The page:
Oh and do you see that little white N on his side there? Well that inspired PJ to name him Norbert, as long as we all agreed to call him Bert for short. Happy Birthday Bert, you are the first to be born here on the farm!

And around it goes

Right now we sit here, counting down the days until our scheduled wood stove install (7 days people-7 days), donning our wool socks, long underwear and sitting under a plethora of blankets, the wee ones running about, dressed just the same, while also modeling their mama-made wool sweaters and hats. It is hard to believe that 3 weeks ago we were running around in shorts and tee shirts planting the last crop of the 2012 gardening season.

We had aimed to plant our garlic right around Halloween but when a summer-like bit of weather hit we decided to seize the moment and plant a little early. All hands were on deck (whether they were 90 years old or 18 months old) as it was going to take a group effort to cram what was realistically a 6 hour job into the 3 hours of day light we had left.

We set up right next to the bit of garden we planed to use for our garlic plot and started separating the organic seed garlic, bought earlier in the summer, into individual cloves. Kevin had plowed up this little bit of land last spring, the pigs had worked their magic on it and then any cow, chicken or sheep manure we had collected was laid out on it to bake and compost in the sun. Kevin, every few days leading up to planting, would turn it under to mix in the compost and right before planting he rototilled 6 inches down to loosen up the soil.

While the rest sat working at separating the bulbs, eating the picnic lunch I had thrown together and sipping on lemonade , Kevin and I worked at measuring out and digging rows. We planted about 25 cloves per row and 18 rows which could result in approximately 450 garlic plants next spring, more than enough to supply us with seed garlic for next year, garlic to use ourselves, and some left over to sell, hopefully offsetting our initial investment.

As we all talked and worked in the garden I realized that we were fast approaching our one year anniversary as homesteaders. We had officially completed one gardening cycle, with quite a bit of success, a bunch of new knowledge to propel us forward into next year, and a good amount of wholesome, clean food to fill our bellies this coming winter. So, our first go could probably be filed under a win. I am struck by how fitting it is that our anniversary here so closely coincides with the end (beginning?) of the growing season. Some of us were definitely more excited about the move to the farm than others, especially at the outset, but here we all were gardening together, talking and enjoying life.

I have been told that when you plant garlic someplace new it will adapt to its new environment. It will take on characteristics of the soil, of the environment that it grows in and be changed forever. Much like grapes, those characteristics will then be detected in the way it smells and the way it tastes. Our garlic, no matter the variety, will be specific to our farm, will hold unique qualities that can’t be found any place else in the world and have a new and different character than it did before.

Like this garlic of ours, I think this homestead is transforming each of us. We are learning to adapt and change, how to peacefully live everyday with each other, to be, even more, grateful for the food on our plate. We are figuring out how to balance our day-to-day chores, to prioritize between the things that are really important and have to be done now, versus the things that can be left till later. Each day we learn how to best thrive here, where we are now planted, all the while, becoming new, unique version of ourselves and also living as an extended family unit.

We have completed one trip around the sun and we’re still here, relatively unscathed, a lot tougher, a little stronger and I think more thankful for all that we have. We are still Kevin or Laura, Phillip or Linda, but now we have a little bit of this farm encoded in us.

Can you sense the difference?

The two new men in my life.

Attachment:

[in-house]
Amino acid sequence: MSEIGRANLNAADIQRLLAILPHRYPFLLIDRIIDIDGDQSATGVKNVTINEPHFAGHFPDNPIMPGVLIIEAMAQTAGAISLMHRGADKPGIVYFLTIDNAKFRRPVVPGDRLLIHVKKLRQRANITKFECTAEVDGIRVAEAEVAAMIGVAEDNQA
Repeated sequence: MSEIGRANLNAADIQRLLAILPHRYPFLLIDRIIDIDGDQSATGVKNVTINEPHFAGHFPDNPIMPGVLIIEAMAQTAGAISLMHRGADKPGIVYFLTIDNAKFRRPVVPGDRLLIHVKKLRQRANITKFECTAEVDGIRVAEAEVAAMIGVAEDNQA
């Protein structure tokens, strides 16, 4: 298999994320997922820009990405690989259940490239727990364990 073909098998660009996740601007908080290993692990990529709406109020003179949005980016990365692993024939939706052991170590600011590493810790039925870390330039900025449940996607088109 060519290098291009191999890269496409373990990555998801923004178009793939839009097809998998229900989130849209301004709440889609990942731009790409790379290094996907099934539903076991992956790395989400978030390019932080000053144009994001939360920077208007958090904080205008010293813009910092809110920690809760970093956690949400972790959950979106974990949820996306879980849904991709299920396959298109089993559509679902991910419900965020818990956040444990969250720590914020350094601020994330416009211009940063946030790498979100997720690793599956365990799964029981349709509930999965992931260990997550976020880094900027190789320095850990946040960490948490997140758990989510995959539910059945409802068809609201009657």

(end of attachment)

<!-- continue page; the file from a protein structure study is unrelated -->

Meet the newest men here on the farm, Fergus (on the left) and Zeke.

 

In late October we took a road trip to New England to pick these two handsome guys up. Kevin, the two kids and I piled into the pickup truck and hit the road. Kevin and I fueled by coffee (with a little a lot of knitting thrown in for me) and the kids passing the time with a mix of movie watching, lots of pre-packed snacks, the occasional car nap and some good old travel games.

 

In the name of full disclosure, this particular farm addition scared me a bit. I had been told scary stories of rams attacking their shepherds, hooking wrist with their horns, butting anyone who dared to turn their back on them and beating other rams until they were both bleeding, or worse. But to have our own herd, and to turn a profit, we have to sell breeding stock. The fiber is fun but it won’t pay the bills. A ram, in residence, had to be next on the list, whether I was fearful or not.

 

We had spent months searching, weeks visiting various breeders and every ram we saw was either not for sale or didn’t meet the list of traits I was looking for. I was growing more and more frustrated and we were fast approaching the time of the year for breeding that would result in spring lambs. Finally, we found Fergus, after a month of phone tag and lost emails with his breeders, and decided to buy him. They then offered Zeke for sale and we decided to bring him in as well, his bloodlines were too nice to pass up (bloodlines that were completely unrelated to Fergus) and we were told that a ram would not do well alone, so it was a no brainer. Both Fergus and Zeke are the result of artificial insemination and their fathers are rams who live on the Shetland Isles and bringing them here was a great way to get authentic, UK genetics on our farm.

 

The trip back was smooth and uneventful, they spent most of the time munching on hay. It was an important trip for the future of the farm and we managed to squeeze in an impromptu family vacation. Hurray for the happy coincidence that the only reasonably priced hotel room, in a 30 mile radius, had an indoor water park attached to it. Plus, it was only an hour drive from Kevin’s alma mater, so we got to tour that as well.

 

They’ve been here for a few weeks now. Right away it became apparent that Fergus was the more personable of the the pair and when ever I walk into their paddock he trots over to my side for a nuzzle and a good scratch under the chin. Zeke is more stoic, the dark, silent type, and will only endure a bit of loving if he absolutely must. They have very distinct personalities, almost more so than the girls. My fears subsided after a day of actual interaction with them and has now been replaced with respectful awareness. I think they are wonderful and we are very excited to see what they bring to our herd this coming spring.

 

Welcome boys! You will officially make us Shetland Sheep breeders, and for that, you will always hold a special place in my heart. Now, I have some ladies I’d like you to meet…